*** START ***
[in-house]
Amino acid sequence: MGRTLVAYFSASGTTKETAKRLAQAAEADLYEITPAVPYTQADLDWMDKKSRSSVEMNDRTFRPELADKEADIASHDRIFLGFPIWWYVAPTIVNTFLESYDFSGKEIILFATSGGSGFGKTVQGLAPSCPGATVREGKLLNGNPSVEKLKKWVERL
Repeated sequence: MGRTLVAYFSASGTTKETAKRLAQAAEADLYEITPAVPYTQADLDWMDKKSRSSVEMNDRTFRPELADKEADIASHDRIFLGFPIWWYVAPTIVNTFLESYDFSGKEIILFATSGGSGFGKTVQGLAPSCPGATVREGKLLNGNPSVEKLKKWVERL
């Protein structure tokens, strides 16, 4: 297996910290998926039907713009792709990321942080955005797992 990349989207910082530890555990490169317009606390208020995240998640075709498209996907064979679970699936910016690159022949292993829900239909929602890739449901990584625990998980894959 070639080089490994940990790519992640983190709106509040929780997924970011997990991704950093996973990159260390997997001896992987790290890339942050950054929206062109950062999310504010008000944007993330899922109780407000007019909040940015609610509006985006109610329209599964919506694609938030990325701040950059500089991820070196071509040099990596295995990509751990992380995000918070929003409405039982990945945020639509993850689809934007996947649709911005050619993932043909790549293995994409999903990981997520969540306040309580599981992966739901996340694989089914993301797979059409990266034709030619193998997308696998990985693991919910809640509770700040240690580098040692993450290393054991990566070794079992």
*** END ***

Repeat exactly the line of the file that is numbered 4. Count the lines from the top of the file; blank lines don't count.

């Protein structure tokens, strides 16, 4: 297996910290998926039907713009792709990321942080955005797992 990349989207910082530890555990490169317009606390208020995240998640075709498209996907064979679970699936910016690159022949292993829900239909929602890739449901990584625990998980894959 070639080089490994940990790519992640983190709106509040929780997924970011997990991704950093996973990159260390997997001896992987790290890339942050950054929206062109950062999310504010008000944007993330899922109780407000007019909040940015609610509006985006109610329209599964919506694609938030990325701040950059500089991820070196071509040099990596295995990509751990992380995000918070929003409405039982990945945020639509993850689809934007996947649709911005050619993932043909790549293995994409999903990981997520969540306040309580599981992966739901996340694989089914993301797979059409990266034709030619193998997308696998990985693991919910809640509770700040240690580098040692993450290393054991990566070794079992």